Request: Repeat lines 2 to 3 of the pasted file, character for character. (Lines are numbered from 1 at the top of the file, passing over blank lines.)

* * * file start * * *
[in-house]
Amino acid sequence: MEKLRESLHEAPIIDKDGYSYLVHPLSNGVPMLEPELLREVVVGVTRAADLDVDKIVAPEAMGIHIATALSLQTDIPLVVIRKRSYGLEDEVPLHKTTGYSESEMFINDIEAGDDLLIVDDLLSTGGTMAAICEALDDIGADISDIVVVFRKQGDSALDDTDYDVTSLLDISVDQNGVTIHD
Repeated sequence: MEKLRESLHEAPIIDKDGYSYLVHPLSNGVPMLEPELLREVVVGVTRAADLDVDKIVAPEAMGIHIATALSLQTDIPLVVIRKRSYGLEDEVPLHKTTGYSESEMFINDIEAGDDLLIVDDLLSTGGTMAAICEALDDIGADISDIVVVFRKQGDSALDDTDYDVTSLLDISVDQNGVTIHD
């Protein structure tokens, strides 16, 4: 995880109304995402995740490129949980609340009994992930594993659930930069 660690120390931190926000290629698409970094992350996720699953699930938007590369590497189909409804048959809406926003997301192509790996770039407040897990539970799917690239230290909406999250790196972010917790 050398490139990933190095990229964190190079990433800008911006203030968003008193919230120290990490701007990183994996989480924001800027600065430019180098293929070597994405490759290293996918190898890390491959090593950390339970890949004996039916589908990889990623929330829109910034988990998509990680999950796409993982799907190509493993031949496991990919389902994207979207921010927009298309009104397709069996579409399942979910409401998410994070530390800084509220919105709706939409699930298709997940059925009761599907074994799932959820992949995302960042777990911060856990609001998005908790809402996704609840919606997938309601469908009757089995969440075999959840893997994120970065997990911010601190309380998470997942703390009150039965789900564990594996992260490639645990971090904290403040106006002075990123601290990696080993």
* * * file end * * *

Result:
Amino acid sequence: MEKLRESLHEAPIIDKDGYSYLVHPLSNGVPMLEPELLREVVVGVTRAADLDVDKIVAPEAMGIHIATALSLQTDIPLVVIRKRSYGLEDEVPLHKTTGYSESEMFINDIEAGDDLLIVDDLLSTGGTMAAICEALDDIGADISDIVVVFRKQGDSALDDTDYDVTSLLDISVDQNGVTIHD
Repeated sequence: MEKLRESLHEAPIIDKDGYSYLVHPLSNGVPMLEPELLREVVVGVTRAADLDVDKIVAPEAMGIHIATALSLQTDIPLVVIRKRSYGLEDEVPLHKTTGYSESEMFINDIEAGDDLLIVDDLLSTGGTMAAICEALDDIGADISDIVVVFRKQGDSALDDTDYDVTSLLDISVDQNGVTIHD